Tiles for your home made out of air pollution? An Indian company is making this a sustainable reality

By Rahul Vaimal, Associate Editor
  • Follow author on
Carbon Craft Design Image
A tile made out of carbon emissions by Carbon Craft Design

India suffers the worst air pollution globally. Home to 21 of the 30 most polluted cities in the world, this toxic pollution kills more than a million people annually.

That’s partially because the South Asian nation is the second largest producer of bricks in the world. Brick kilns, responsible for 20 percent of black carbon emissions worldwide, make a huge contribution to its dreadful air.

Indian architect Tejas Sidnal was shocked to discover the construction industry’s role in the pollution crisis. “That was a crazy eye opener,” he says. “As architects, we are responsible for so much air pollution. We can do better.”

Determined to make construction more sustainable and tackle India’s air pollution, Mr. Sidnal launched Carbon Craft Design in 2019. The startup takes black carbon extracted from polluted air and upcycles it to make stylish, handcrafted building tiles.

Dangerously high level of pollution

Carbon Craft Design Image
Different tiles developed from black carbon by the company

The air surrounding the cities of India mostly contains dangerously high levels of fine particulate matter, known as PM2.5, which is associated with lung and heart disease and can affect cognitive and immune functions. In 2019, after experiencing record levels of smog, the capital city of Delhi declared a public health emergency. PM2.5 includes black carbon, a substance which can absorb one million times more energy from the sun than carbon dioxide in the days or weeks it stays in the atmosphere.

Reducing pollutants such as black carbon could help slow global warming and improve air quality, experts say. Many companies are exploring the commercial potential of capturing carbon dioxide emissions, but few are focused on black carbon, according to Mr. Sidnal. “We found a way to add value to this recovered carbon by using it as a pigment in carbon tiles,” he says.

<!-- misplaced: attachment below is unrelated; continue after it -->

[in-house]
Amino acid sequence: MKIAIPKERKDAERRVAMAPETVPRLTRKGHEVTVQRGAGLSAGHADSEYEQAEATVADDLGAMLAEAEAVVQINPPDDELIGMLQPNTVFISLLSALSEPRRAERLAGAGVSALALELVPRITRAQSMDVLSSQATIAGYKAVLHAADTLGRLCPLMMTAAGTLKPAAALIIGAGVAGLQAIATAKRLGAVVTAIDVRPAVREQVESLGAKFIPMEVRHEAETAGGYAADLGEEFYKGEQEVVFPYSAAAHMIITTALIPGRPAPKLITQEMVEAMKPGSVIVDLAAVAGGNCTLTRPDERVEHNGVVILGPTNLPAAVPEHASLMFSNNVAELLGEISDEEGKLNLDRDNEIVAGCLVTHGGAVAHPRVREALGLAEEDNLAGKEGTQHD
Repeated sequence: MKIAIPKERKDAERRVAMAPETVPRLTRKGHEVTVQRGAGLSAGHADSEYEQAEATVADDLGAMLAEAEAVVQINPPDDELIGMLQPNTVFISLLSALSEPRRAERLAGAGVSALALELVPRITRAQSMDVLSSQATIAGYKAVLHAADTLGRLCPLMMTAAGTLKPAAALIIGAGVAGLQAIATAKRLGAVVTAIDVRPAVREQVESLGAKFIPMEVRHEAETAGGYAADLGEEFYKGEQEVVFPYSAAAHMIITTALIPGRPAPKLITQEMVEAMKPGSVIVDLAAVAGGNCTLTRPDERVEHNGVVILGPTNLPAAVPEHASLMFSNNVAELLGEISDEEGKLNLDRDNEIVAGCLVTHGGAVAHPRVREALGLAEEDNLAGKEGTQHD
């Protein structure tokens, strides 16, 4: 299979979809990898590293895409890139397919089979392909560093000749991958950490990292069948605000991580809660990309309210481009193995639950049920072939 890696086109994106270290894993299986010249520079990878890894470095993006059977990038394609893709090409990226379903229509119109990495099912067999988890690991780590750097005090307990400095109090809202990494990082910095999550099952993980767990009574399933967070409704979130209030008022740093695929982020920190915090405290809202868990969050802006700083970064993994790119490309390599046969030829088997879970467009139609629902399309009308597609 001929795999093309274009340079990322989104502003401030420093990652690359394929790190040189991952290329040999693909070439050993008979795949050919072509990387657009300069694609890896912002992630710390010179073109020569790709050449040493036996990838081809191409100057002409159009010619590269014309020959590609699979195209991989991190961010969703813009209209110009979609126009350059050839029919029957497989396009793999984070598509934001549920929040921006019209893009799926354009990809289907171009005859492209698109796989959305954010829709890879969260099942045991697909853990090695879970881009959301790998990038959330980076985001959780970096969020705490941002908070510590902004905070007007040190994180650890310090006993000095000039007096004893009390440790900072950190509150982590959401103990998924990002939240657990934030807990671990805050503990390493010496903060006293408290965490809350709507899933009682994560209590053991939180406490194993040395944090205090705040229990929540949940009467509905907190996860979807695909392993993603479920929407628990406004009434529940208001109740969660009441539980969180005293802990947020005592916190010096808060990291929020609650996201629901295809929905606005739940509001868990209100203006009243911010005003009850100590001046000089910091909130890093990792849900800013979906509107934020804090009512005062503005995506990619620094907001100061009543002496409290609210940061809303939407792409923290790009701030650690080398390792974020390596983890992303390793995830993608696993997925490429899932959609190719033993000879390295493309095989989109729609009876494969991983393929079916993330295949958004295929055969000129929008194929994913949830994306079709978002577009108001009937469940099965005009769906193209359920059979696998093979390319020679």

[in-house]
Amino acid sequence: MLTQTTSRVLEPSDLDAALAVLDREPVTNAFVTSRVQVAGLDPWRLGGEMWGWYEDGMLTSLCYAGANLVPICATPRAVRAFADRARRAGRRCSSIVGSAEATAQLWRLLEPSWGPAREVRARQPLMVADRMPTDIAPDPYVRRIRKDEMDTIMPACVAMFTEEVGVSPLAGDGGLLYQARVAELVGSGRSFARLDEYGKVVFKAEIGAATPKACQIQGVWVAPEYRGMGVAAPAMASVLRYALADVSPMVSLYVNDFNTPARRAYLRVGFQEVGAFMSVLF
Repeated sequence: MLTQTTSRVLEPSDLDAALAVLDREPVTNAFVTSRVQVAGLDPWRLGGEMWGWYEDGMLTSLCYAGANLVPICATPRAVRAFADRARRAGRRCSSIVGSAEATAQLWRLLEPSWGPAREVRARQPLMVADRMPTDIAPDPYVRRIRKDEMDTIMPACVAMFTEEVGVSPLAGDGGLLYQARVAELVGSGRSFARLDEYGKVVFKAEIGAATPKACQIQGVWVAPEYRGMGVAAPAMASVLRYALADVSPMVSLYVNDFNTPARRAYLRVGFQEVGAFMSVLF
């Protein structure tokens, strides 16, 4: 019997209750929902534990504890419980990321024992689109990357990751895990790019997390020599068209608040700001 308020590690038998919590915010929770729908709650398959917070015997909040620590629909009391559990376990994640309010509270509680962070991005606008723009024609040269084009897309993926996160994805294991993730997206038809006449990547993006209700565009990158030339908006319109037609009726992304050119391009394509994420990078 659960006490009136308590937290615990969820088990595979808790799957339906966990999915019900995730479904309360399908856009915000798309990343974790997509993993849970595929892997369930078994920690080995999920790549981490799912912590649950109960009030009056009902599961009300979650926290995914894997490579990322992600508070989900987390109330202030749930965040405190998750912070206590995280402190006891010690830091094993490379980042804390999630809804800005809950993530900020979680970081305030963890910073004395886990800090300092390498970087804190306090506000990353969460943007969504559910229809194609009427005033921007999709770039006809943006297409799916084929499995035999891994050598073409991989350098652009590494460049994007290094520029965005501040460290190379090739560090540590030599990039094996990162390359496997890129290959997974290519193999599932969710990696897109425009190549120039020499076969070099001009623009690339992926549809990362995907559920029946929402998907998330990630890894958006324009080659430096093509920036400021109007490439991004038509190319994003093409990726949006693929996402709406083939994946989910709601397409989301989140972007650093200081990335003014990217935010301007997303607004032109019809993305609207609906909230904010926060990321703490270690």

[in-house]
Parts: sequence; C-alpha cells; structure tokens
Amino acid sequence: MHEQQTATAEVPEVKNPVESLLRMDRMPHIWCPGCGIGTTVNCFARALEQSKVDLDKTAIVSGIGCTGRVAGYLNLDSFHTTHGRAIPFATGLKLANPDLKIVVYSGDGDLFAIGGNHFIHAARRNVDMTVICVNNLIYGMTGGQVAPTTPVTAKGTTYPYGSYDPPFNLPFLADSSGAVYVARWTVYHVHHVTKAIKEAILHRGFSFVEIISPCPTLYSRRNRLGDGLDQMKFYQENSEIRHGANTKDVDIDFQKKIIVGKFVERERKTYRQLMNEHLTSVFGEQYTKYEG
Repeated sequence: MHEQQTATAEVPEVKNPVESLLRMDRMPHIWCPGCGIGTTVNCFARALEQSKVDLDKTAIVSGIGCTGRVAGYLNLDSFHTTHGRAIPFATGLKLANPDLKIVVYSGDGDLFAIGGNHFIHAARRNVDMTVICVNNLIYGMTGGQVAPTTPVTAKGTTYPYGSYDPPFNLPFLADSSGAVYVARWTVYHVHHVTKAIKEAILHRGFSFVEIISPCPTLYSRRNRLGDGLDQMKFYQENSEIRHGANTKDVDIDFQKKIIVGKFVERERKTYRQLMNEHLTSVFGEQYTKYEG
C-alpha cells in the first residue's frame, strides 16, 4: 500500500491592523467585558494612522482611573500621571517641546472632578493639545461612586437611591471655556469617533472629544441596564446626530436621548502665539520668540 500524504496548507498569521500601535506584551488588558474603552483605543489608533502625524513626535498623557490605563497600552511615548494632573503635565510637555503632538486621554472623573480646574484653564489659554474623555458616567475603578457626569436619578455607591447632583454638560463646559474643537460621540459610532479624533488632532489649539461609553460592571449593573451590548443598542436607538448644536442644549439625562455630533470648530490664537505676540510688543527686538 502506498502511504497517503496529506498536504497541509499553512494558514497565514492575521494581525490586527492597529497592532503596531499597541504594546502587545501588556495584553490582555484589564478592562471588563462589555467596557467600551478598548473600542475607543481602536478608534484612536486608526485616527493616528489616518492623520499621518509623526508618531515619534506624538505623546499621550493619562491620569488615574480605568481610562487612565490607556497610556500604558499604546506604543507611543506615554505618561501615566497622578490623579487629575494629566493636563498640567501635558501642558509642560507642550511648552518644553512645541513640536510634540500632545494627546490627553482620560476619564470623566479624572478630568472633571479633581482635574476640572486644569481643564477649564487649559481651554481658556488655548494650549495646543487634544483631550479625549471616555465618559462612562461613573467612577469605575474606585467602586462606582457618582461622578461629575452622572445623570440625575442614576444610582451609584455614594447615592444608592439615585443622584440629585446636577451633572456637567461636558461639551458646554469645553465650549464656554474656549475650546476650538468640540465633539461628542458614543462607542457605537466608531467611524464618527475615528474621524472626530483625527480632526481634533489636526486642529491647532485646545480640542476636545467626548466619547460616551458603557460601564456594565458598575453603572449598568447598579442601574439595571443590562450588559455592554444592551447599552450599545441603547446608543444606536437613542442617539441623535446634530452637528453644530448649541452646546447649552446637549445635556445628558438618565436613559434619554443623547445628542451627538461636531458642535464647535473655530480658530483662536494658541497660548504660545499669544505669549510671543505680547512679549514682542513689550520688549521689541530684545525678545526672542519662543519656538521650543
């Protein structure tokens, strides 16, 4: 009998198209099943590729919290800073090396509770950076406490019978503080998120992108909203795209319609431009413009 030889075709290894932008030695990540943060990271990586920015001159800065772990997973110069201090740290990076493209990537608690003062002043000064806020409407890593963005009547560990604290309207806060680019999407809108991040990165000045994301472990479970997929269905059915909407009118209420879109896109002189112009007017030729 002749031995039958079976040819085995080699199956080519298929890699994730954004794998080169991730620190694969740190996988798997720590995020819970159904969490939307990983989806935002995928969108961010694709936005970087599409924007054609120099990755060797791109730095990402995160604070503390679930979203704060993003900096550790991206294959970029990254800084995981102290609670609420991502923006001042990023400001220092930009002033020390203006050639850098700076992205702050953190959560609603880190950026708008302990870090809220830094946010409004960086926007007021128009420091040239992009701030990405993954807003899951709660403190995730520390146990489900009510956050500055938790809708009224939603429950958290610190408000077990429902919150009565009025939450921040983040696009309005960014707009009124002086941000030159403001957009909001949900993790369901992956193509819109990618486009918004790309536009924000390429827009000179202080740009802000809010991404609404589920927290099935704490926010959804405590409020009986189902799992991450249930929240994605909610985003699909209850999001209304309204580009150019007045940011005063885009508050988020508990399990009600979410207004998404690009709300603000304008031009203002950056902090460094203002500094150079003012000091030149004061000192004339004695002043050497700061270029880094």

Combined effort

Carbon Craft Design collaborated with Graviky Labs, an Indian company that previously created “Air Ink,” a technology that collects and transforms carbon soot from cars and factories into ink and paint.

Graviky Labs uses a filter device to capture carbon soot from diesel exhaust and fossil fuel generators, removes contaminants such as heavy metals and dust from the soot, and gives the purified carbon to Carbon Craft Design in powder form.

“Graviky Labs views pollution as a resource,” company founder Anirudh Sharma said. “We are one of only a few companies in the world to capture these carbon emissions and turn them into new materials.”

Carbon Craft Design Image
Carbon Craft Design uses a hydraulic press to mold carbon, marble and cement into a monochromatic tile

Carbon Craft Design mixes the captured carbon with cement and marble waste from quarries to produce monochromatic tiles. Mr. Sidnal says the company aims to ensure each tile contains at least 70 percent waste material. It sells the tiles to architects and retailers for $29 per square meter which is a high price compared to regular ceramic tiles.

As the company scales up production, Mr. Sidnal hopes to lower prices and produce a cheaper range of carbon tiles. “We want to hit the affordable sector,” he says. “Sustainability is not only for the elite.”

Wide acceptance

Carbon Craft Design Image
A restaurant in India fitted with the beautifully crafted tiles made out of pollution

Since launching its first tiles a year ago, Carbon Craft Design’s customers have included global fashion brands and architecture firms in India. In November 2020, the company retrofitted an Adidas store in the city of Mumbai, covering the walls and the floor with its carbon tiles.

Architect Manan Gala, whose firm designed the Adidas store, describes the carbon tile as a “winner” for the construction industry. As well as being sustainable, “the product has better strength than conventional cement tiles due to the carbon content, and the raw and rustic feel adds to the overall charm,” he says.

Carbon Craft Design is currently raising investment and hopes to start distribution in Europe this year, says Mr. Sidnal, adding that “we are swamped with inquiries from in and out of India.”